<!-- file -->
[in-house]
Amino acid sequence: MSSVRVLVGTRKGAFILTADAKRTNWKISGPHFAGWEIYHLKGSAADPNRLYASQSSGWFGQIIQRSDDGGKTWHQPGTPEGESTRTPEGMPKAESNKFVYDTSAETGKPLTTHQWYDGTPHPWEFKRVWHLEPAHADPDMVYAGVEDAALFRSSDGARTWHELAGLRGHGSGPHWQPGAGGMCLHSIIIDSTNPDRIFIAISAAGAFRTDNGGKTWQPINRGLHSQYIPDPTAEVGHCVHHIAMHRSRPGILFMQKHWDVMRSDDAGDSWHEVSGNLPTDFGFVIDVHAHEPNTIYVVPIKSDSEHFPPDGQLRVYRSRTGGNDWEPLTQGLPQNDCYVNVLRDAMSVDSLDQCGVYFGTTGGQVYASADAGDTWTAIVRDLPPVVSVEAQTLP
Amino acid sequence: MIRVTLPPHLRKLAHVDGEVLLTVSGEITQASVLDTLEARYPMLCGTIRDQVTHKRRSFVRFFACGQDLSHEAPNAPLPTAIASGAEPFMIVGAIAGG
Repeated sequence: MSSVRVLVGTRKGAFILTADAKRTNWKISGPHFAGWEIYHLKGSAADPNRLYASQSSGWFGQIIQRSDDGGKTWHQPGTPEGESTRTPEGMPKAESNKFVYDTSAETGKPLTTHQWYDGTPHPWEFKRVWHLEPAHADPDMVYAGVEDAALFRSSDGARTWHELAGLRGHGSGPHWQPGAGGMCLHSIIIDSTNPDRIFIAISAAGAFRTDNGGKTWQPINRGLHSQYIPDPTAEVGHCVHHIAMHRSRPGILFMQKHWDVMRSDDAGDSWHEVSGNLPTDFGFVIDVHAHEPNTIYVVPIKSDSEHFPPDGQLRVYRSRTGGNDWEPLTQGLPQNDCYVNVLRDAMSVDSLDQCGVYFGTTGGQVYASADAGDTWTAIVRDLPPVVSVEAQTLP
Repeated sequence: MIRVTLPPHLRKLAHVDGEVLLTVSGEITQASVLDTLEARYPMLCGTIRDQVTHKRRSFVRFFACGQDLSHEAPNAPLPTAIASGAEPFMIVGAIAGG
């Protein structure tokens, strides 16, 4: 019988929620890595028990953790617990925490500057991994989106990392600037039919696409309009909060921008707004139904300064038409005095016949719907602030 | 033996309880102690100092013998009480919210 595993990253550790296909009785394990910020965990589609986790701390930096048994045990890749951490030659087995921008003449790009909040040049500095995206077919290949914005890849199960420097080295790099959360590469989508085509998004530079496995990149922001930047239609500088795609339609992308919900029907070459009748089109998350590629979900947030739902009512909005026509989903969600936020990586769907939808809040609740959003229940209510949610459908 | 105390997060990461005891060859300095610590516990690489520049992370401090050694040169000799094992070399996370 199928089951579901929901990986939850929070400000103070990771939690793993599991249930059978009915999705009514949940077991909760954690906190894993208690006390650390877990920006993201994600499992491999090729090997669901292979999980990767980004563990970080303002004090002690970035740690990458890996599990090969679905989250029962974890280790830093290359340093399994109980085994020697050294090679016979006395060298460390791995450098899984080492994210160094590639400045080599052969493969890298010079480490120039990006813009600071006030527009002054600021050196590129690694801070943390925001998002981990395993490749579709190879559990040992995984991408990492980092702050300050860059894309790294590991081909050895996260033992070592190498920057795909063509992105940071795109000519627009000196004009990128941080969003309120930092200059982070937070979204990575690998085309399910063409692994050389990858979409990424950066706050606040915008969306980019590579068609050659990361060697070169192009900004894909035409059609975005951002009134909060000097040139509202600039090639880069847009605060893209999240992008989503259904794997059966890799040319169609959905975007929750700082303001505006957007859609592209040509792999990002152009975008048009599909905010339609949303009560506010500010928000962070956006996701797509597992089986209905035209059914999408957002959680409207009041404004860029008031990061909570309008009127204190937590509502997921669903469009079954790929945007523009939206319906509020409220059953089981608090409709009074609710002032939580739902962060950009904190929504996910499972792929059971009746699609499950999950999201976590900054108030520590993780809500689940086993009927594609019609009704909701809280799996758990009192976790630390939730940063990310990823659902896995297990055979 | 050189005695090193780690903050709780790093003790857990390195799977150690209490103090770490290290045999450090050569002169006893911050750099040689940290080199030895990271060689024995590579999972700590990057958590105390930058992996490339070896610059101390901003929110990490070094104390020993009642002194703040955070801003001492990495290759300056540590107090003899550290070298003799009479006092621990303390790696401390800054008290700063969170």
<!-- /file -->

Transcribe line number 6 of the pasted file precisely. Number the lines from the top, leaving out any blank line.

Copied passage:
């Protein structure tokens, strides 16, 4: 019988929620890595028990953790617990925490500057991994989106990392600037039919696409309009909060921008707004139904300064038409005095016949719907602030 | 033996309880102690100092013998009480919210 595993990253550790296909009785394990910020965990589609986790701390930096048994045990890749951490030659087995921008003449790009909040040049500095995206077919290949914005890849199960420097080295790099959360590469989508085509998004530079496995990149922001930047239609500088795609339609992308919900029907070459009748089109998350590629979900947030739902009512909005026509989903969600936020990586769907939808809040609740959003229940209510949610459908 | 105390997060990461005891060859300095610590516990690489520049992370401090050694040169000799094992070399996370 199928089951579901929901990986939850929070400000103070990771939690793993599991249930059978009915999705009514949940077991909760954690906190894993208690006390650390877990920006993201994600499992491999090729090997669901292979999980990767980004563990970080303002004090002690970035740690990458890996599990090969679905989250029962974890280790830093290359340093399994109980085994020697050294090679016979006395060298460390791995450098899984080492994210160094590639400045080599052969493969890298010079480490120039990006813009600071006030527009002054600021050196590129690694801070943390925001998002981990395993490749579709190879559990040992995984991408990492980092702050300050860059894309790294590991081909050895996260033992070592190498920057795909063509992105940071795109000519627009000196004009990128941080969003309120930092200059982070937070979204990575690998085309399910063409692994050389990858979409990424950066706050606040915008969306980019590579068609050659990361060697070169192009900004894909035409059609975005951002009134909060000097040139509202600039090639880069847009605060893209999240992008989503259904794997059966890799040319169609959905975007929750700082303001505006957007859609592209040509792999990002152009975008048009599909905010339609949303009560506010500010928000962070956006996701797509597992089986209905035209059914999408957002959680409207009041404004860029008031990061909570309008009127204190937590509502997921669903469009079954790929945007523009939206319906509020409220059953089981608090409709009074609710002032939580739902962060950009904190929504996910499972792929059971009746699609499950999950999201976590900054108030520590993780809500689940086993009927594609019609009704909701809280799996758990009192976790630390939730940063990310990823659902896995297990055979 | 050189005695090193780690903050709780790093003790857990390195799977150690209490103090770490290290045999450090050569002169006893911050750099040689940290080199030895990271060689024995590579999972700590990057958590105390930058992996490339070896610059101390901003929110990490070094104390020993009642002194703040955070801003001492990495290759300056540590107090003899550290070298003799009479006092621990303390790696401390800054008290700063969170």